Houston, TEXAS — The Environmental Protection Agency budget, which was passed by Congress this week, includes $2 million for the University of Houston to research and develop an ozone simulation and forecasting model of the Houston and Gulf Coast region.
Using supercomputers and sophisticated mathematical modeling techniques, the UH researchers, led by Tony Haymet, UH professor of chemistry, will look at the complex issues of ozone production and transport, and will examine over 150 other air-borne chemicals in the categories of volatile organics, the oxides of nitrogen (NOx) and particulates to determine their production and transportation for this particular region and weather systems over extended periods of time.
“I am extremely pleased that the University of Houston and the Greater Partnership of Houston are collaborating in efforts to complete a serious study of the air quality in Houston. Houstonians deserve to know that any mandates from the EPA are based on sound science not political science. I look forward to seeing the results of University of Houston’s research,” said U.S. Rep. Tom DeLay.
In announcing the new initiative, UH System Chancellor and UH President Arthur K. Smith said, “The ability to bring to bear the best research minds and equipment to help solve real community problems is part of the mission of an urban research university. We are very pleased to be able to lead this effort for cleaner air for our city working in consultation with the Greater Houston Partnership, and we thank Congressman Tom DeLay and the EPA for their support of our city and our University in this important endeavor.”
The research team is coming together through the UH Texas Learning and Computation Center. Dr. Haymet will be working with top mathematicians, including UH professor Roland Glowinski, who holds the French National Medal of Science; chemical engineers, including UH professors and National Academy of Engineering members Neal Amundson and Dan Luss; UH Clear Lake professor Jim Lester, head of the UH/UHCL Environmental Studies Institute; and other U.S. institutions.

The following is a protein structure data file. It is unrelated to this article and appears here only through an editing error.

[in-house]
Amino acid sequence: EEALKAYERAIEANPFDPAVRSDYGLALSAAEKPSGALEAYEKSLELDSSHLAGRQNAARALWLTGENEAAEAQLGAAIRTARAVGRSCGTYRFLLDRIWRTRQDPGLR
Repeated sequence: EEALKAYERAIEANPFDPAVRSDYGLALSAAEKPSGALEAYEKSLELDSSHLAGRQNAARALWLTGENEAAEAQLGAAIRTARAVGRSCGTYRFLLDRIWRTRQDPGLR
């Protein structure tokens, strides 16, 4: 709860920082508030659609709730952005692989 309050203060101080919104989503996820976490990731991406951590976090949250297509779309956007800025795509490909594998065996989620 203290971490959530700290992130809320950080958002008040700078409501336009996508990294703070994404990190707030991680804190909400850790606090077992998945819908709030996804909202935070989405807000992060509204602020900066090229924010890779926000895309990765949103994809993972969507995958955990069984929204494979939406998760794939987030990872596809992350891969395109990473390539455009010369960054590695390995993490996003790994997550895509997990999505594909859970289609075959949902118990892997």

“All the current models used for ozone simulation are based on the models developed for Los Angeles in the 1970s,” said Arthur Vailas, UH Vice President for Research and Intellectual Property Management. “This new initiative will bring experts from all of these fields to develop the appropriate model that specifically characterizes the Gulf Coast area, including the emissions from our factories and automobiles, changes in weather patterns, humidity, and our natural resources, such as swamps and bayous. This program will model ozone and air quality transport and how it changes over a given day, month, year.”
Vailas says that Houston currently is one of the most studied cities in the country with more environmental sensors per square mile than any other city. The Texas Natural Resource Conservation Commission (TNRCC) and federal agencies have funded a major inter-institutional study to collect data over time from these sensors.
“With the help of collaborators at organizations like the Greater Houston Partnership, and other Universities state and worldwide, our efforts will add new mathematical algorithms and computer codes to predict the formation of both ozone and fine particulate aerosols which will be the focus of future regulatory action, and of great concern to Houston,” said Haymet. “Coupled with specific data about Houston weather and the chemical reactions occurring in the air, ozone concentrations for specific episodes in 1993, 1998, 1999 and 2000 will be calculated for both the actual conditions existing at the time, and for a variety of reduced emissions, which TNRCC and others suggest Houston should achieve by 2003 and beyond,” Haymet added.
“We are hearing from cities around the world, including Paris and Moscow, interested in this research,” Vailas said.
“Ultimately our goal is to help make better predictions on the environmental quality of our community and to help community leaders determine which measures to take to improve Houston’s overall air quality,” he said. “Our challenge is to have scientifically sound models that are ready in time to assist our city, county, and state decision makers as they develop the overall plan to improve our air quality. It is an ideal example of basic sciences directly serving the public need. We are very pleased to play our part in this critical effort, and grateful that Congressman DeLay is such a strong advocate for bringing good science to solve complex problems,” Vailas concluded.